WASHINGTON (AP) — Even as President Donald Trump's advisers encourage him to accept the realities of special counsel Robert Mueller's probe, longtime friends and allies are pushing Trump to fight back, citing concerns that his lawyers are naive to the existential threat facing the president.
Trump supporters and associates inside and outside the White House see the conciliatory path as risky to the maverick president's tenure. Instead, they want the street-fighting tweeter to criticize Mueller with abandon.
The struggle between supporters of the legal team's steady, cooperative approach, and the band of Trump loyalists who yearn for a fight, comes as the Mueller probe begins lapping at the door of the Oval Office. Mueller, who is investigating the firing of former FBI director James Comey and other key actions of the Trump administration, has signaled that his team intends to interview multiple current and former White House officials in the coming weeks and has requested large batches of documents from the executive branch.
In private, Trump remains relatively calm for now, but that doesn't mean he thinks the Russia probe is legitimate, and he could return to fighting Mueller at any moment, according to a group of about 15 Trump allies, advisers and former campaign aides, who spoke on condition of anonymity to speak candidly about private conversations with the White House.
The president still periodically flashes his anger, blasting the Senate intelligence committee's investigation in a tweet last Thursday and urging them to investigate journalists instead of his campaign and family. And in a private dinner with social conservatives last month, Trump expressed frustration over Attorney General Jeff Sessions' recusal, which helped pave the road to Mueller's appointment.
"The president respects what Bob Mueller is doing and has fully cooperated and asked everyone around him to fully cooperate with Bob," said Trump's attorney, John Dowd. "And as a result," he added, there has been for months "a very productive, professional relationship."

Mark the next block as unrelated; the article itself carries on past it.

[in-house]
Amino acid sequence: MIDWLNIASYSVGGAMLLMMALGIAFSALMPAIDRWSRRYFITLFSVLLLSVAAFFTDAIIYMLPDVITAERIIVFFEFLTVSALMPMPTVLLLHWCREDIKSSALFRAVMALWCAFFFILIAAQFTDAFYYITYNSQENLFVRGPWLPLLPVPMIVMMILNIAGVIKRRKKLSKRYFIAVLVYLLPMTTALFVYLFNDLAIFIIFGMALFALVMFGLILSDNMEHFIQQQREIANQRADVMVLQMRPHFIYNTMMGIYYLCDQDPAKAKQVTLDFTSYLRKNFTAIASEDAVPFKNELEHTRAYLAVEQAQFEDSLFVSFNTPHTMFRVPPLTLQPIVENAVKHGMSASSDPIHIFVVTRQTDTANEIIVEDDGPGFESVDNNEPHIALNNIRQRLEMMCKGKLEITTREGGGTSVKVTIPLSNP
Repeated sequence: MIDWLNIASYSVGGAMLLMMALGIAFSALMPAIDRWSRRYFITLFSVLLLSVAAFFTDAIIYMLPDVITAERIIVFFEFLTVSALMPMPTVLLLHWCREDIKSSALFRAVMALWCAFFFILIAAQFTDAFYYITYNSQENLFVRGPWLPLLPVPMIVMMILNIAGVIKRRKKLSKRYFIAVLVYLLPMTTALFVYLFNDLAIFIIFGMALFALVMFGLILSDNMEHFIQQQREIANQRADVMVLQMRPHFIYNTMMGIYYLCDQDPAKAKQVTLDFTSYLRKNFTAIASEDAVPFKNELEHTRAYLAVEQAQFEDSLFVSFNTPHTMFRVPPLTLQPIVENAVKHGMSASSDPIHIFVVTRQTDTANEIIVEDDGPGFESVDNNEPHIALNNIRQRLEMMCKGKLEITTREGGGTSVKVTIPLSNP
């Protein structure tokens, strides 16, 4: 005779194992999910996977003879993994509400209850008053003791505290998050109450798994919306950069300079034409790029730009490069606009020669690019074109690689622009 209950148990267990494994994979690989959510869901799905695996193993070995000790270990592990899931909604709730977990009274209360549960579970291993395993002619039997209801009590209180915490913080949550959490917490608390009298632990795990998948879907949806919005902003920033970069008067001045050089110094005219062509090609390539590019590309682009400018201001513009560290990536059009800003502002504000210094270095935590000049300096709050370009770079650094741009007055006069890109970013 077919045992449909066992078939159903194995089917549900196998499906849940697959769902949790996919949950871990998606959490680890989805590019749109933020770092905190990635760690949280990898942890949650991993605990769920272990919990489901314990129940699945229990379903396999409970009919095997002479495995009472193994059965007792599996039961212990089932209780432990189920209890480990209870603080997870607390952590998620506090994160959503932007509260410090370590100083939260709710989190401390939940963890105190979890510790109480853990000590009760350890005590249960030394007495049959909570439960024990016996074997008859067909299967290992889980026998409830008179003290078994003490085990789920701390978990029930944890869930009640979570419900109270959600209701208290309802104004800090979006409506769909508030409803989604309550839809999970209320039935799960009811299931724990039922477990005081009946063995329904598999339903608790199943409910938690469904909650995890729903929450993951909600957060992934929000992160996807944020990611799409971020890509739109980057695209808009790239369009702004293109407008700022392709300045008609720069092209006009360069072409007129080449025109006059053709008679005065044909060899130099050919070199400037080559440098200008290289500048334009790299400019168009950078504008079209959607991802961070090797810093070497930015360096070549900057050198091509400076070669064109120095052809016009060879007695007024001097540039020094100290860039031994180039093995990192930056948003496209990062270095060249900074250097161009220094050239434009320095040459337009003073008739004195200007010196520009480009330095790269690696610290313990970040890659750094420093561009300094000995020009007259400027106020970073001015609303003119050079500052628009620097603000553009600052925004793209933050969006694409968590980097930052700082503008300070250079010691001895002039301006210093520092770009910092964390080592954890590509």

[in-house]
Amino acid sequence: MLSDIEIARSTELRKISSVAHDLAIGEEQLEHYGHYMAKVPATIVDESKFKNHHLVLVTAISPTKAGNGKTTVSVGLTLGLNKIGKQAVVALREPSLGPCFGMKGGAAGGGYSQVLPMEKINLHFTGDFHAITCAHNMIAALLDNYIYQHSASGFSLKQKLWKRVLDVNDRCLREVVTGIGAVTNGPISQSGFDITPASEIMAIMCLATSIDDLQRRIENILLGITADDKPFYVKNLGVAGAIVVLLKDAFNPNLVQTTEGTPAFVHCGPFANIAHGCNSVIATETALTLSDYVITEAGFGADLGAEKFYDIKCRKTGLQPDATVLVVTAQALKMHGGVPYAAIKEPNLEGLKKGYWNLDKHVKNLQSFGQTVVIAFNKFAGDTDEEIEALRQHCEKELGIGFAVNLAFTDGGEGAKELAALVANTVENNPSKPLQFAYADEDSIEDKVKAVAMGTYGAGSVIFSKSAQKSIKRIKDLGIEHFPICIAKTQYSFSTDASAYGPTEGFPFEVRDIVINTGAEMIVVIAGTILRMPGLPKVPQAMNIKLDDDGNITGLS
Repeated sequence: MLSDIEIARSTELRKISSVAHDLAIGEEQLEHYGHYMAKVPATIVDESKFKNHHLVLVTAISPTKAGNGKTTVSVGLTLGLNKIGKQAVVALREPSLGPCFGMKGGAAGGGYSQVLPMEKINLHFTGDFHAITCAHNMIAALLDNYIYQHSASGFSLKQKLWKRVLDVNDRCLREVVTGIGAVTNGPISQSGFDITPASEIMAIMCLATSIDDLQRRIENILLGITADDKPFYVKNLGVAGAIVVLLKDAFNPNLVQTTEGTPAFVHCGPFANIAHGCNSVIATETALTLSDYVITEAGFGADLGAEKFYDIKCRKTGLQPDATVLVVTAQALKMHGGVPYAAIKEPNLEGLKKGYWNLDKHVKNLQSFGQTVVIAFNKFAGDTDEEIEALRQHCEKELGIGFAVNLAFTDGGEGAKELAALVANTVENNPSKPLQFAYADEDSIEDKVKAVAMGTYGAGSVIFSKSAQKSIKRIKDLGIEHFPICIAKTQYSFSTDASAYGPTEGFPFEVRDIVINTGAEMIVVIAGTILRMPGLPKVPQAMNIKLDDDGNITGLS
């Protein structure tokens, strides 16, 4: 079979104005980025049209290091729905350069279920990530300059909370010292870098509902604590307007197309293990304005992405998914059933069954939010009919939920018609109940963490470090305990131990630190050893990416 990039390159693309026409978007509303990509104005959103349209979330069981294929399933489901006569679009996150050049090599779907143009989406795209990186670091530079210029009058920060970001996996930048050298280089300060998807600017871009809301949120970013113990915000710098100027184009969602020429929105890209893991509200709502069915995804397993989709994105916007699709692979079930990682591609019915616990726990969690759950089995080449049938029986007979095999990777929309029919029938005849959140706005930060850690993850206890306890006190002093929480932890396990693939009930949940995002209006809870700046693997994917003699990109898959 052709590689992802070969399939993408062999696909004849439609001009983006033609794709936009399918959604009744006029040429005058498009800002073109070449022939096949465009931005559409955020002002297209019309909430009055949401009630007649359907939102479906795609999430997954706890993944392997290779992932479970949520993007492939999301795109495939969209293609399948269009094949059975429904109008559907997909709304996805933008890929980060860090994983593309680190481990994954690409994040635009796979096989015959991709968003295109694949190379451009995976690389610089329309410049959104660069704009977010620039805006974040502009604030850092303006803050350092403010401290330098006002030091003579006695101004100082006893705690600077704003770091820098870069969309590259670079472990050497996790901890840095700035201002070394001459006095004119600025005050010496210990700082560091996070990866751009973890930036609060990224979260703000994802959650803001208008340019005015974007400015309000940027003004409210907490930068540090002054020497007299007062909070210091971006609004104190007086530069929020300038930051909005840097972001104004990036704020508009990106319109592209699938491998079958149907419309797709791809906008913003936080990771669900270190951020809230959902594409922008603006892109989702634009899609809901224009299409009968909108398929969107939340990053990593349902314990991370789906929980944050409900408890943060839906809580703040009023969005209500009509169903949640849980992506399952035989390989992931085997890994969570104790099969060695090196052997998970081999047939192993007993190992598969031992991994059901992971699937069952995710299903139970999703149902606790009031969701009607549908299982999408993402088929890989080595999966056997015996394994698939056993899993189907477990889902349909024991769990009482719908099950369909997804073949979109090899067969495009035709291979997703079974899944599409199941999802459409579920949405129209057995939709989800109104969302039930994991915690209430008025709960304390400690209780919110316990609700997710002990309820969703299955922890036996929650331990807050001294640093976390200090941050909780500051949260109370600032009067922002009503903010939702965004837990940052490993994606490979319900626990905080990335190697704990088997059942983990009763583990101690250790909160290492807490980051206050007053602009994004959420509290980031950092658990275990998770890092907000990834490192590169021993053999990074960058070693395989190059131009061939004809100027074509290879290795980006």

Ty Cobb, the White House lawyer responsible for responding to Mueller's information requests, said it's important to Trump "and the country to get this behind us."
"The White House is working diligently in full cooperation with the special counsel to complete the responses to all pending requests, and the president's frustration does not extend to the special counsel personally in any way," he added.
Lawyers have been gathering documents requested by Mueller's investigators — which include records about the brief tenure of ex-national security adviser Michael Flynn — and working to schedule interviews with aides. In recent weeks, they've also discussed a legal defense fund that could cover the cost of lower-level White House officials who may get wrapped up in the probe, and about the possibility of a single "pool counsel" to represent some aides.
But the question of cooperation is far from settled for Trump's allies, many of whom are pressing him to fight Mueller more aggressively.
That tension was apparent at a private dinner of close to a dozen conservative leaders with Trump and his top aides on Sept. 25, though accounts of the gathering vary.